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Marine Air Ground Task Force Training Command and Marine Corps Air Ground Combat Center
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Cpl. Thomas Mudd, Public Affairs, Headquarters Battalion, MCAGCC, is coming to the end of his first enlistment. He plans to move to Reno and go to school for computer engineering. (U.S. Marine Corps photo by Lance Cpl. Isaac Cantrell)

Photo by Lance Cpl. Isaac Cantrell

What I’ve Learned: Thomas Mudd

18 Aug 2017 | Lance Cpl. Isaac Cantrell Marine Corps Air Ground Combat Center Twentynine Palms

>I’m from a little town called Foresthill in northern California. That’s where my dad lives.

>Even though I call Foresthill home, I’ve lived in several towns throughout northern California, including Sacramento, Auburn and Roseville. I moved around a lot, but I always stayed in northern California.

>I’m the oldest of six (soon to be seven) siblings between both parents. The next oldest, my brother, Andrew, is the only sibling that I’m 100% blood related to. My sister is expected to be born this month.

>My parents split up after Andrew was born, when I was two years old. He and I became very close. I’ve always felt that the oldest brother needs to look out for his younger brother and to help him if something is going on. Whenever I get a new brother or sister, I see it as another person that I can be there for. I know I will have an impact on their lives and, in some way, take care of them.

>When I was young, I thought my parents being apart was normal. It wasn’t until around 2nd grade that I realized that my family was different. It was hard and there were times when I was forced to choose between seeing my mom or hanging with my friends on the weekend. In the end, I chose my mom. Once I reached 6th grade, I began to accept it. I figured that there was nothing I could do about my parents’ relationship, so why not enjoy what I had.

>I would stay at my dad’s house during the week, so we didn’t get a lot of time to bond because I had school and he had work. When I went to my mom’s house on the weekend, we had a lot more time together. We’d play board games and card games and go out.

>My mom and I used to play a lot of games like Life, Trivial Pursuit and Monopoly. I tried Dungeons and Dragons for the first time when I was around 12 years old. It was like a video game, but I had full control of everything that happened with my character and the storyline.

>At first, we didn’t have a lot of video games at either of my parents’ houses. When I was around 8, my dad went out and bought me and my brother an X-Box and the first Halo game. Around the same time, my mom bought a PlayStation that my brother and I started playing. Playing video games was a way for me to bond with both of my parents.

>I love video games because it allows me to separate from reality and take part in something that I would never actually be able to experience.

>I joined the Marine Corps at the end of the summer after I graduated high school. I have family members who were in the military, but I was the first to join the Marine Corps.

>My recruiter came to me first. I was hesitant, because I wanted to talk to recruiters from other branches before I made my decision. After visiting the other recruiters, I realized the Marines had exactly what I was looking for. There was a sense of pride and camaraderie in the Marines that none of the other branches’ recruiters showed.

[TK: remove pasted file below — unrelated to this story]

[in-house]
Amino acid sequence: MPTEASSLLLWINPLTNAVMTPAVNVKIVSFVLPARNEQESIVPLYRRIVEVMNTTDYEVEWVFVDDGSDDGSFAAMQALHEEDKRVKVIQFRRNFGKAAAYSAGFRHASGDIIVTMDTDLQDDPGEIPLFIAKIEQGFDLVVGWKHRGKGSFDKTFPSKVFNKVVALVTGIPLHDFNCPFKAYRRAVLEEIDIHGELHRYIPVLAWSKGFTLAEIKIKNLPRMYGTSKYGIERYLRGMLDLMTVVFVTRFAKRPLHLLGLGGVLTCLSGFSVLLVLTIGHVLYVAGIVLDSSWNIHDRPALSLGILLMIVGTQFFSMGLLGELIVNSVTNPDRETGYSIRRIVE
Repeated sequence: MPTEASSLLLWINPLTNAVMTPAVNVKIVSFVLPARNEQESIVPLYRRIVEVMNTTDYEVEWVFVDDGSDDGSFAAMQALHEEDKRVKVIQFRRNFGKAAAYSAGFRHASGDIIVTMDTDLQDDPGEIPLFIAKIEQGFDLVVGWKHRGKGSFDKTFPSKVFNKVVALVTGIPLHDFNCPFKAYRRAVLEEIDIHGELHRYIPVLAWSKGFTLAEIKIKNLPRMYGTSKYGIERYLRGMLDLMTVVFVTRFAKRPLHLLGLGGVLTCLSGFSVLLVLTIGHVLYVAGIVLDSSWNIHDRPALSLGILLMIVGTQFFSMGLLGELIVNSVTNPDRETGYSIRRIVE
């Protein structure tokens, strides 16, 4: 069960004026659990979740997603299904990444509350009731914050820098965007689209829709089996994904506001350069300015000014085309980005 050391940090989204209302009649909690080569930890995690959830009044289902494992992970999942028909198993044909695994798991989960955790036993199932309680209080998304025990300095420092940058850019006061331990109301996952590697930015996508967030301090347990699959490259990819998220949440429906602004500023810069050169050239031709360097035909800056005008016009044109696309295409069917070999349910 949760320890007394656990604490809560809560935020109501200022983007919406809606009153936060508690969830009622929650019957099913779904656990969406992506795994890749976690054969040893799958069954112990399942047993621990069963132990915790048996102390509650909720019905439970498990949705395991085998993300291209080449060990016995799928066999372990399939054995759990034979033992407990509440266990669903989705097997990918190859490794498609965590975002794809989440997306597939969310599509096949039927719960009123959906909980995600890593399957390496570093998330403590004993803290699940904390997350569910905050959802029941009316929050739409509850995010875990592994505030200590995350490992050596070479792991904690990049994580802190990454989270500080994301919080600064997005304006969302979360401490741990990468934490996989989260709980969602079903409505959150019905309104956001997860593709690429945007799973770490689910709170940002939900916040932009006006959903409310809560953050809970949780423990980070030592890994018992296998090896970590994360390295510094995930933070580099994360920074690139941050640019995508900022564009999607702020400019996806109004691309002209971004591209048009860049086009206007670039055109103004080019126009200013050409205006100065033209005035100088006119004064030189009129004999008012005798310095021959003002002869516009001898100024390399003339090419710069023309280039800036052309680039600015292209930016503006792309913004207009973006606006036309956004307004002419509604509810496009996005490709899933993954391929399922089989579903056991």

>My brother joined the Marines shortly after I did. I think when I joined I motivated him. We both have very similar mindsets and he was looking for the same thing as me.

>I’ve always been very stubborn. Over the years, I’ve been able to use my stubbornness in a productive matter. Whenever I’ve been challenged, or when I’ve had to push myself, my stubborn attitude would help me push through. It’s helped me to realize I’m capable of more than I thought.

> One thing I learned being in the Marines is that it’s ok to be wrong some times. Most people don’t like being or sounding wrong. You have to be humble and learn from your mistakes.

>My biggest role models in the Marine Corps have been Sgt. Alejandro Bedoya and Cpl. Julio McGraw.

>Bedoya was the first NCO who was in charge of me. He taught me a lot of important leadership fundamentals, and was immensely helpful and respectable. McGraw took over once Bedoya left. When Bedoya first left, there were some growing pains getting used to new leadership, but I could always go to McGraw if I needed help. McGraw has always been the guy who held the shop together. If there was a problem, he would always work with me to solve it so we could both learn from the experience.

>Words that I’ve always lived by are “who cares what people think?” If I’m doing something that I enjoy and someone has a problem with it, why would I let what they think dictate what I do. Don’t let what people think hold you back from doing what makes you happy.

>If I could go back to the moment I stepped on those yellow footprints and give myself some advice, I’d tell myself to enjoy every moment. Whether I had decided to stay in the Marines for twenty years or get out after four, like I soon will, eventually my career would’ve ended. Everything is temporary. Eventually everybody will move to different places and we won’t all be able to see each other as often, so enjoy every moment.
Marine Corps Air Ground Combat Center Twentynine Palms